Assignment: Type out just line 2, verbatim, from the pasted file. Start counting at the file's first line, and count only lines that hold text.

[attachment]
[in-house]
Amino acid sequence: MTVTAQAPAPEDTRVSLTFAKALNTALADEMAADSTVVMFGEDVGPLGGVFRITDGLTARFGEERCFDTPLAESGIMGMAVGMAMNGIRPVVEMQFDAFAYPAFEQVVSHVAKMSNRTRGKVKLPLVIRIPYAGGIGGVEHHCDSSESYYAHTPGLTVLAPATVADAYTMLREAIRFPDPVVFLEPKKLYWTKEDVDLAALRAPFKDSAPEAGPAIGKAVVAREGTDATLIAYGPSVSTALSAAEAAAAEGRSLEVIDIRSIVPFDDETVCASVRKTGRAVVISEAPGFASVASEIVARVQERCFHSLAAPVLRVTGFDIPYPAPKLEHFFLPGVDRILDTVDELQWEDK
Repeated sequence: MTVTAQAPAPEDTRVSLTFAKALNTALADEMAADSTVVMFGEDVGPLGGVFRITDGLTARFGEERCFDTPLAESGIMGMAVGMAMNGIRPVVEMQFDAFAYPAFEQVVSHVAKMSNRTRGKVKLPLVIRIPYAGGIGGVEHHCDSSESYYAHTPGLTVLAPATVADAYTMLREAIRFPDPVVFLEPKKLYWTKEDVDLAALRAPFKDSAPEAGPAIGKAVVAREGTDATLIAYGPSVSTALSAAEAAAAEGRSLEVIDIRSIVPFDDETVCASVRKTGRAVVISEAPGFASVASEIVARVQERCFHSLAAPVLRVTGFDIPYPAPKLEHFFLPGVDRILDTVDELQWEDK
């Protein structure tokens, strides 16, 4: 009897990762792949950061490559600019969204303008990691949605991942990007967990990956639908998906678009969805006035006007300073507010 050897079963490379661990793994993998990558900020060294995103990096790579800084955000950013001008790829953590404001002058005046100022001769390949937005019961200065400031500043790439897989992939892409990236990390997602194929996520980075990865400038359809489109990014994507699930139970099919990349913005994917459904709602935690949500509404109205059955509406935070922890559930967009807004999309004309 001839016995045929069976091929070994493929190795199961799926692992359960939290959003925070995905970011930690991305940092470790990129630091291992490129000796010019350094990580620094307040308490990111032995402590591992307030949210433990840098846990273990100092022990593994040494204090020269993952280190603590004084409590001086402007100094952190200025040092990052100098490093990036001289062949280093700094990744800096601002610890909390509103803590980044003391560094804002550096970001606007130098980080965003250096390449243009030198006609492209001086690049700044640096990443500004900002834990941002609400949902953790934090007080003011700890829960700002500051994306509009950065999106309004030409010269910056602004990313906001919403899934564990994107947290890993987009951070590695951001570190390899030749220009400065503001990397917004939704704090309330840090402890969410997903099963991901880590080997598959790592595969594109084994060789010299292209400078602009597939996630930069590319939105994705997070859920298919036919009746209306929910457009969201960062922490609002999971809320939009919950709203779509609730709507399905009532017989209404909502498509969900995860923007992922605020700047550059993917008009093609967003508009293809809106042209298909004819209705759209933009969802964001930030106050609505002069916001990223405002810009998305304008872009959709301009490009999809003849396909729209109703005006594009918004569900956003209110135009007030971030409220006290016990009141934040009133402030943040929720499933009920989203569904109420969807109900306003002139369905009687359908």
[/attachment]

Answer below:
Amino acid sequence: MTVTAQAPAPEDTRVSLTFAKALNTALADEMAADSTVVMFGEDVGPLGGVFRITDGLTARFGEERCFDTPLAESGIMGMAVGMAMNGIRPVVEMQFDAFAYPAFEQVVSHVAKMSNRTRGKVKLPLVIRIPYAGGIGGVEHHCDSSESYYAHTPGLTVLAPATVADAYTMLREAIRFPDPVVFLEPKKLYWTKEDVDLAALRAPFKDSAPEAGPAIGKAVVAREGTDATLIAYGPSVSTALSAAEAAAAEGRSLEVIDIRSIVPFDDETVCASVRKTGRAVVISEAPGFASVASEIVARVQERCFHSLAAPVLRVTGFDIPYPAPKLEHFFLPGVDRILDTVDELQWEDK